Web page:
# How does air resistance affect a ball's acceleration?

In summary: The direction changes as well, but that wasn't asked here.In summary, when a ball is thrown vertically upwards with an initial speed of v0 and experiences air resistance, the magnitude of its acceleration increases as it moves upwards. However, as the ball reaches its highest point, the acceleration decreases until it reaches its terminal velocity, where the acceleration becomes zero. This is due to the opposing forces of gravity and air resistance acting on the ball. The AP solution mentioned in the conversation may have misunderstood the question and compared the magnitudes of acceleration with and without air resistance, rather than considering the time-evolution of the acceleration.

## Homework Statement

A ball is thrown vertically upward with an initial speed of v0. It experiences a force of air resistance. The positive direction for all vector quantities is upward.

Does the magnitude of the acceleration of the ball increase, decrease, or remain the same as the ball moves upwards?

## The Attempt at a Solution

The magnitude of the ball’s acceleration with air resistance increases as the ball moves upwards because air resistance acts downwards, and the acceleration due to gravity also acts downwards. Acceleration becomes more negative, increasing the magnitude of the acceleration.

For example, if the acceleration due to gravity is -9.80m/s2 and the acceleration due to air resistance is -1.00m/s2, then:

Acceleration without air resistance = -9.80m/s2
Acceleration with air resistance = -9.80m/s2 + (-1.00m/s2) = -10.8m/s2

Comparing only the magnitudes of the accelerations:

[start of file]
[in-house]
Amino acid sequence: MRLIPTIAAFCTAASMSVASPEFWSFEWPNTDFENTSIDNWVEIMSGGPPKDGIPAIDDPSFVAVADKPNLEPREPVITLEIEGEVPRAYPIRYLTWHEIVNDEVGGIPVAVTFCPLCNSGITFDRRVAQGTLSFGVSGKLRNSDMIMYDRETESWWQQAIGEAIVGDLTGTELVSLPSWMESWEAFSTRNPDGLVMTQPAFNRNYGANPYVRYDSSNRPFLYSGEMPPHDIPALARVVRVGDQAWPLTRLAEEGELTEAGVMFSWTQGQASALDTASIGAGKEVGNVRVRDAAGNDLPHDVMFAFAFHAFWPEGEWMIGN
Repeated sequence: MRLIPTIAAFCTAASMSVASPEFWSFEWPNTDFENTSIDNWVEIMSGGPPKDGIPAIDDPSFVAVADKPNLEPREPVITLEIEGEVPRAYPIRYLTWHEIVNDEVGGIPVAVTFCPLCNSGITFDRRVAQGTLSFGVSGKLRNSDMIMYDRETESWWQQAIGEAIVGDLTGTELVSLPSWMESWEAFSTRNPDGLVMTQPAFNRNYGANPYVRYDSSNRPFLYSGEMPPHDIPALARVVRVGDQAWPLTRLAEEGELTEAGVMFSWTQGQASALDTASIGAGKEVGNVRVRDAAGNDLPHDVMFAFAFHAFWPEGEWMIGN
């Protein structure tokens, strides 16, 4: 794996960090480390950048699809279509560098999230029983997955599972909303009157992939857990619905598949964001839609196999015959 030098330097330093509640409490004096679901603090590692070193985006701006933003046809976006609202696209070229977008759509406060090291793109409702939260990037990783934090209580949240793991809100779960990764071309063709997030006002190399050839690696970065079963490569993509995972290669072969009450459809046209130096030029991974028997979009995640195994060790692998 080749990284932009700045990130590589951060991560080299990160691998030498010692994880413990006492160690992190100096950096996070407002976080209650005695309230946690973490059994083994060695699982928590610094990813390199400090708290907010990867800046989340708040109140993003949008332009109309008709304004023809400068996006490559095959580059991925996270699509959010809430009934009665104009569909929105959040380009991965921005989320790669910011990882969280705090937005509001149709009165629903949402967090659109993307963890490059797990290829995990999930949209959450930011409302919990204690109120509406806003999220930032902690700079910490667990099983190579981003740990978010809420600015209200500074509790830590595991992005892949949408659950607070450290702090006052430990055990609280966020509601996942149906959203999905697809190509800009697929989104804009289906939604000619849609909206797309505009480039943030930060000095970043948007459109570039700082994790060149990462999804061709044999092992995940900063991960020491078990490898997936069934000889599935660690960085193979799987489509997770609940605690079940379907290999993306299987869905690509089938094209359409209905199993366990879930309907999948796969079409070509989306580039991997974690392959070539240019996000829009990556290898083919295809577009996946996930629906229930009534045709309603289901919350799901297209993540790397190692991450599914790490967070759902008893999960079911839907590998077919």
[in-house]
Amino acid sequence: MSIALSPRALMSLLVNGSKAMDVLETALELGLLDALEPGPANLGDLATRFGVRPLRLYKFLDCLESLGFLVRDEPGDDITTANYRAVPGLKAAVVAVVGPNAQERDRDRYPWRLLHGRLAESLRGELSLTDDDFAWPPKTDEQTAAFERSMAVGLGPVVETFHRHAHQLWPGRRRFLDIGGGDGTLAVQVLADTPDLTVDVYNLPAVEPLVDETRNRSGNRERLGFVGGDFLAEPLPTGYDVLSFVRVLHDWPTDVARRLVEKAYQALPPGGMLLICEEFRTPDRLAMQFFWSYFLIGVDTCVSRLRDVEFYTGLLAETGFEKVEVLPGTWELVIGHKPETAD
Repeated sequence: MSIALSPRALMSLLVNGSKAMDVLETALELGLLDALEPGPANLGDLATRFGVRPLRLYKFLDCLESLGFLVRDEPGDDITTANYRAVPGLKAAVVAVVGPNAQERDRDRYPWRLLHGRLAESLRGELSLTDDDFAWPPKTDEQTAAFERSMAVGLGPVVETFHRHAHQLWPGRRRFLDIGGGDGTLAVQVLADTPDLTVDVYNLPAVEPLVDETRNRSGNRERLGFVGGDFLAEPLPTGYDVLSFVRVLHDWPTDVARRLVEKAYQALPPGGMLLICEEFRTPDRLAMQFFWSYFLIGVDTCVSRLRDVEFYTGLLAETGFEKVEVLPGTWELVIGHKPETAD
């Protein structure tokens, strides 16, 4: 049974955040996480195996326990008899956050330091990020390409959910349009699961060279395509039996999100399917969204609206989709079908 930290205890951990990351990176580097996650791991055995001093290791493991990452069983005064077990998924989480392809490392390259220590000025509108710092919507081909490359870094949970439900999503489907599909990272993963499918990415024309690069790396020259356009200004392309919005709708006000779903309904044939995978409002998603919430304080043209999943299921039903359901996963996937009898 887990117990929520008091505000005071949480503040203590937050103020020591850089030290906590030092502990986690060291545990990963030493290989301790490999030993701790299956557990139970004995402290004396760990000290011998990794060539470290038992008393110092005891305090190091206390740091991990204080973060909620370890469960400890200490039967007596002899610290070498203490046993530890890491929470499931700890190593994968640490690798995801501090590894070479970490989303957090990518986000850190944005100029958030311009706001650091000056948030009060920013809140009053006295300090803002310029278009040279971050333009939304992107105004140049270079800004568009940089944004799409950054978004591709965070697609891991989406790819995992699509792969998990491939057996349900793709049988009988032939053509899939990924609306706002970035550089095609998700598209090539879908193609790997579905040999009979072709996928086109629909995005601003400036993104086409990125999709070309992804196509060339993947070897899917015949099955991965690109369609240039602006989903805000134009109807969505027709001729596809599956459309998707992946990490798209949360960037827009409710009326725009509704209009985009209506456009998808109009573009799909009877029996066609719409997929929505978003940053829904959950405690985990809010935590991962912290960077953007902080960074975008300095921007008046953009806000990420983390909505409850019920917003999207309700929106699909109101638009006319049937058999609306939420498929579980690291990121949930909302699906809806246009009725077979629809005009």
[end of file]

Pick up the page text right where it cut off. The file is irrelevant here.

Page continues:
Magnitude of acceleration without air resistance = 9.80m/s2
Magnitude of acceleration with air resistance = 10.8m/s2

The magnitude of the acceleration with air resistance is greater than the magnitude of the acceleration without air resistance.

However, the AP exam (question 1a) has the same question and this is their answer:

Question: http://apcentral.collegeboard.com/apc/public/repository/_ap05_frq_physics_c_m_45648.pdf
Solution: http://apcentral.collegeboard.com/apc/public/repository/_ap05_sg_physics_c_me_46691.pdf

Since velocity is upward, air resistance is downward, in the same direction as gravity. The velocity will decrease, causing the force of air resistance to decrease. Therefore, the net force and thus the total acceleration both decrease.

Which answer is right? Did the AP solution maybe forget that the question asked for magnitude?

You write that the acceleration will become more negative. Why so? What does drag depend on? Will drag increase as the ball rises?

That is a poor phrasing in the problem statement. You are not supposed to compare "acceleration with air resistance" with "acceleration without" (there your answer would be correct), the question asks for the time-evolution of the accelerating while the ball is moving upwards.

Magnitude of acceleration without air resistance = 9.80m/s2
Magnitude of acceleration with air resistance = 10.8m/s2

The magnitude of the acceleration with air resistance is greater than the magnitude of the acceleration without air resistance.